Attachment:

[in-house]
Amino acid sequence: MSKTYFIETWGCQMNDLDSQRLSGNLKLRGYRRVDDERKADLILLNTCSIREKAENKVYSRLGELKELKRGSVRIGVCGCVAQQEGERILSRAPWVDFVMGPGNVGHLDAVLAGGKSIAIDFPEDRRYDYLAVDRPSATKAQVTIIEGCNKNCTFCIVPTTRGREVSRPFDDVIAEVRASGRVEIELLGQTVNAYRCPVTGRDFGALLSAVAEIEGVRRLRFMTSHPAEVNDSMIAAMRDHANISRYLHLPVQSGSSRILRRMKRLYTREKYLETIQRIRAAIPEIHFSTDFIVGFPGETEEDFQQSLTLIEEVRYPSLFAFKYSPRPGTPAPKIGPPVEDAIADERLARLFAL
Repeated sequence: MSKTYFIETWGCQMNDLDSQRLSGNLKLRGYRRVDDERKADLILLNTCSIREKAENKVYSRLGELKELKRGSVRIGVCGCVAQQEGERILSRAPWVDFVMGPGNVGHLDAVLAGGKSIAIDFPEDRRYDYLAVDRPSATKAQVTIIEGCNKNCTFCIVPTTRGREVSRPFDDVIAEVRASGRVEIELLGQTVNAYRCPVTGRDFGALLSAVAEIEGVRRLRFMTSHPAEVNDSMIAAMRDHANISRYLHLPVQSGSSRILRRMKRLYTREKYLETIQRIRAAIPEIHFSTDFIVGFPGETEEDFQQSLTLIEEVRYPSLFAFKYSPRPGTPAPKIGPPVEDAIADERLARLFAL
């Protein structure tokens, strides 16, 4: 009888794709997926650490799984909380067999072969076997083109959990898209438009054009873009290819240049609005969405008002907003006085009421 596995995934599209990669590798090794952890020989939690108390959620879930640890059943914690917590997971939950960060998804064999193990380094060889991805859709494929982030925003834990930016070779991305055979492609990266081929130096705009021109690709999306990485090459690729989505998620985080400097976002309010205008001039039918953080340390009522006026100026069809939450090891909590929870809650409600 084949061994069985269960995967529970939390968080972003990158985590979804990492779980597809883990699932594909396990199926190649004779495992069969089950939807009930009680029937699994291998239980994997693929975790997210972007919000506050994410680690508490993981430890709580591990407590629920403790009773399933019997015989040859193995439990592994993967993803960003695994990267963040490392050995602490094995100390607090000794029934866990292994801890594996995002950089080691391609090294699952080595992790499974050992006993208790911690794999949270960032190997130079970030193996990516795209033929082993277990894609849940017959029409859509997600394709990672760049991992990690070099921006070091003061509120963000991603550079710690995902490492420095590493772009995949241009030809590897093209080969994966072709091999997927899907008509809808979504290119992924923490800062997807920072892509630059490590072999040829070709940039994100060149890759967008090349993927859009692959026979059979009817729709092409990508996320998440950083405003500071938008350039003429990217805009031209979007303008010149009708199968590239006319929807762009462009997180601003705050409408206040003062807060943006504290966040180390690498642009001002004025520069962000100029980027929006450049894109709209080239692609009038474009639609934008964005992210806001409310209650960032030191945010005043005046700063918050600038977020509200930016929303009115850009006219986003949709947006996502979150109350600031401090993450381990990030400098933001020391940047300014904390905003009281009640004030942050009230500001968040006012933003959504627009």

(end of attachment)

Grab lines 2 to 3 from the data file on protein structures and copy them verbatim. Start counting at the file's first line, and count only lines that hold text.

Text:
Amino acid sequence: MSKTYFIETWGCQMNDLDSQRLSGNLKLRGYRRVDDERKADLILLNTCSIREKAENKVYSRLGELKELKRGSVRIGVCGCVAQQEGERILSRAPWVDFVMGPGNVGHLDAVLAGGKSIAIDFPEDRRYDYLAVDRPSATKAQVTIIEGCNKNCTFCIVPTTRGREVSRPFDDVIAEVRASGRVEIELLGQTVNAYRCPVTGRDFGALLSAVAEIEGVRRLRFMTSHPAEVNDSMIAAMRDHANISRYLHLPVQSGSSRILRRMKRLYTREKYLETIQRIRAAIPEIHFSTDFIVGFPGETEEDFQQSLTLIEEVRYPSLFAFKYSPRPGTPAPKIGPPVEDAIADERLARLFAL
Repeated sequence: MSKTYFIETWGCQMNDLDSQRLSGNLKLRGYRRVDDERKADLILLNTCSIREKAENKVYSRLGELKELKRGSVRIGVCGCVAQQEGERILSRAPWVDFVMGPGNVGHLDAVLAGGKSIAIDFPEDRRYDYLAVDRPSATKAQVTIIEGCNKNCTFCIVPTTRGREVSRPFDDVIAEVRASGRVEIELLGQTVNAYRCPVTGRDFGALLSAVAEIEGVRRLRFMTSHPAEVNDSMIAAMRDHANISRYLHLPVQSGSSRILRRMKRLYTREKYLETIQRIRAAIPEIHFSTDFIVGFPGETEEDFQQSLTLIEEVRYPSLFAFKYSPRPGTPAPKIGPPVEDAIADERLARLFAL